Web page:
Debate is underway at Pensacola City Hall, over the proposed removal of a Confederate monument from its current location. If it is removed, a local cemetery is ready to accept it.
St. John’s Cemetery on G Street could become the new home for the “Our Confederate Dead” monument, which was erected in 1891 at Robert E. Lee Square.
“When I spoke to the city about it, they thought it was a really exciting solution perhaps, but they still need to do a lot more research,” said Wesley Odom, President of the Friends of St. John’s Cemetery Foundation. “I think it would be a great place to be able to still have public access to the site.”
It would be appropriate, says Odom, because of the 80 or so confederate troops who are buried there, including three generals. One of the latter is Edward Aylesworth Perry, who later became Florida’s 14th governor.
“This statue might be positioned on the same row as where General Perry is buried,” Odom says. “There were 154 men who went off to war to fight for the Confederacy from Pensacola, and one in four never returned.”
An email has been sent from St. John’s Foundation President Pro Tem Charles Green to Pensacola Mayor Ashton Hayward, requesting the monument be moved to St. John’s, citing its long history of inclusion and there is a multitude of citizens of diverse history and heritage.
Odom contends the statue was not raised as a symbol of hatred or racism.
“It was a war memorial; just like the Vietnam War Memorial, the Wall South [in Pensacola], or the World War I monument downtown, or World War II at Veterans Park,” said Odom. “Those were meant to commemorate the men who died, the men who served. And as a reminder that war is not the best alternative all the time; it really isn’t.”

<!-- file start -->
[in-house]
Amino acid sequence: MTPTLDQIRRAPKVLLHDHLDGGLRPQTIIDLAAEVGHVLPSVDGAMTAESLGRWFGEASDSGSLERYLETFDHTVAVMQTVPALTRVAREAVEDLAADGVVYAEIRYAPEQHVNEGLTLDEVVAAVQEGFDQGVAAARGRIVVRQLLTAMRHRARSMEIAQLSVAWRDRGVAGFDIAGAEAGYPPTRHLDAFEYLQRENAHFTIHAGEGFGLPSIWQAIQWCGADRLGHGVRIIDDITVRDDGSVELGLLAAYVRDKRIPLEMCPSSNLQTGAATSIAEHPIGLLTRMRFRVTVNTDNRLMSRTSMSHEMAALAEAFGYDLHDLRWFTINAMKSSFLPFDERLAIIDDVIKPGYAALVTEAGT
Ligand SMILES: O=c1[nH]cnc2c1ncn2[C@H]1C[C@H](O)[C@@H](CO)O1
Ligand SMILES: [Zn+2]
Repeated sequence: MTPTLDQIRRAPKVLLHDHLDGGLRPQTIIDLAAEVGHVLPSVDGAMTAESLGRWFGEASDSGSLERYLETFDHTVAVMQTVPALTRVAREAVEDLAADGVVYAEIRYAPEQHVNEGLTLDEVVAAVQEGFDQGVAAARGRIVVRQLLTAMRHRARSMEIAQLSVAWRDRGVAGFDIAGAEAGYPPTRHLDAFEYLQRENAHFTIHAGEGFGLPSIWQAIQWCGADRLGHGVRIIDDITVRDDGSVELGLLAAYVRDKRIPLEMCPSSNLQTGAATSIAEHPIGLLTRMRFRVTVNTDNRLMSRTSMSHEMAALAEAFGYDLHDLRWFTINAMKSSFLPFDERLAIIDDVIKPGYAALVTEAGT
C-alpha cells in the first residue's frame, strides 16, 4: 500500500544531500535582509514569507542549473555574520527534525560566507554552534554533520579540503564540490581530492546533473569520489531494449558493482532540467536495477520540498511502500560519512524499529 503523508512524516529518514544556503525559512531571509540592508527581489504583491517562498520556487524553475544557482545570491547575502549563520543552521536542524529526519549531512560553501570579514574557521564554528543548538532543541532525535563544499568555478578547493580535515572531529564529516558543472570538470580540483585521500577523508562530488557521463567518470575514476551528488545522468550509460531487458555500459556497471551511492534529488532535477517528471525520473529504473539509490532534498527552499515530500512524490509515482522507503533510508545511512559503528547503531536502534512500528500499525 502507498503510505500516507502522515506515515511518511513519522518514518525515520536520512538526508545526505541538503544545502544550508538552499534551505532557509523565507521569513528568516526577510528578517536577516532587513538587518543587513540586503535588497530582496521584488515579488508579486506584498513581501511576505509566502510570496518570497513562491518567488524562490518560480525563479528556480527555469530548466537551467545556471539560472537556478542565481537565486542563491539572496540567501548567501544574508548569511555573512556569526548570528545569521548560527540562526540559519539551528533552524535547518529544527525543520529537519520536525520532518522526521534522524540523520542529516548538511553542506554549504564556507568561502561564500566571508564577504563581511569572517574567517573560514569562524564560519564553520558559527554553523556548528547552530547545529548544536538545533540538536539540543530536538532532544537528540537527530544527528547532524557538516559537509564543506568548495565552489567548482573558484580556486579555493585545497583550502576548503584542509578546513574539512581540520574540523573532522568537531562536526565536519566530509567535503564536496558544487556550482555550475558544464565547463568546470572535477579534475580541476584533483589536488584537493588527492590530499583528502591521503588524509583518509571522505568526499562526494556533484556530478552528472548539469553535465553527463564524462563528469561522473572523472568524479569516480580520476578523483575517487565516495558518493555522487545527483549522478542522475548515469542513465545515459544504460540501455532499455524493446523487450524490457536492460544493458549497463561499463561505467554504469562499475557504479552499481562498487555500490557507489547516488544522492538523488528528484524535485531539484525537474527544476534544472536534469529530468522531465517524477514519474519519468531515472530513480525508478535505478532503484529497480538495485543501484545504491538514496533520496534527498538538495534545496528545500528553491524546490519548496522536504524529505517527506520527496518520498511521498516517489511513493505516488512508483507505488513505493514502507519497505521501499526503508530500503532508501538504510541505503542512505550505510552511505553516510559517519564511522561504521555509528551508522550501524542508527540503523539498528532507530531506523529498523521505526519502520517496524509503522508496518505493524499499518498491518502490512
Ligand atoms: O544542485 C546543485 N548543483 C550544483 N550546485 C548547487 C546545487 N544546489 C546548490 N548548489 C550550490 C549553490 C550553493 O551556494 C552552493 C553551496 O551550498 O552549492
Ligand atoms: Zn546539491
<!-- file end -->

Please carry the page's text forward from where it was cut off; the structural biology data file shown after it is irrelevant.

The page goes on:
So far, there’s no word from City Hall on the Foundation’s request. The moving and dismantling of Confederate memorials around the country, in 31 states, to be exact, is drawing fire from a number of angles.
“The Civil War, more than anything else, defined America. And it defined in many regards who we are as a people,” said Dr. Derek Zumbro, a military historian at the University of West Florida. In a 2015 interview, he said the Civil War still resonates, especially in the South.
“And needless to say for the South, in an odd sort of way, it defined the people’s willingness to sacrifice for an ideal, regardless of how you interpret that ideal,” Zumbro said.
One of those ideals was slavery, but Zumbro says there were others as well.
“On the other side, it’s interpreted as an ideal for standing up for your individual freedoms – what you feel is right,” said Zumbro. “And the South certainly felt it was oppressed by the North during that conflict. And I think that’s one of the things that continues to keep that spirit alive.”
Wesley Odom believes that there are some in 2017 who are painting all Civil War monuments and Confederate leaders with the same broad brush, and considering anyone back then who had any contact with slavery “bad people.”
“That’s just an unfortunate misrepresentation, I think, that we’ve got to be careful for what by you do that,” Odom said. “It’s a weird situation right now and I think that, in Pensacola’s case, it would probably do us well if we not react emotionally to what is going on in some cities around the country, but really do some soul-searching.”
In his email to the city, Charles Green said the St. John’s Foundation is embarking on a program to convert the cemetery to an outdoor museum, using a grant from Pensacola-based service group IMPACT 100. The monument, he says, would have a suitable surrounding.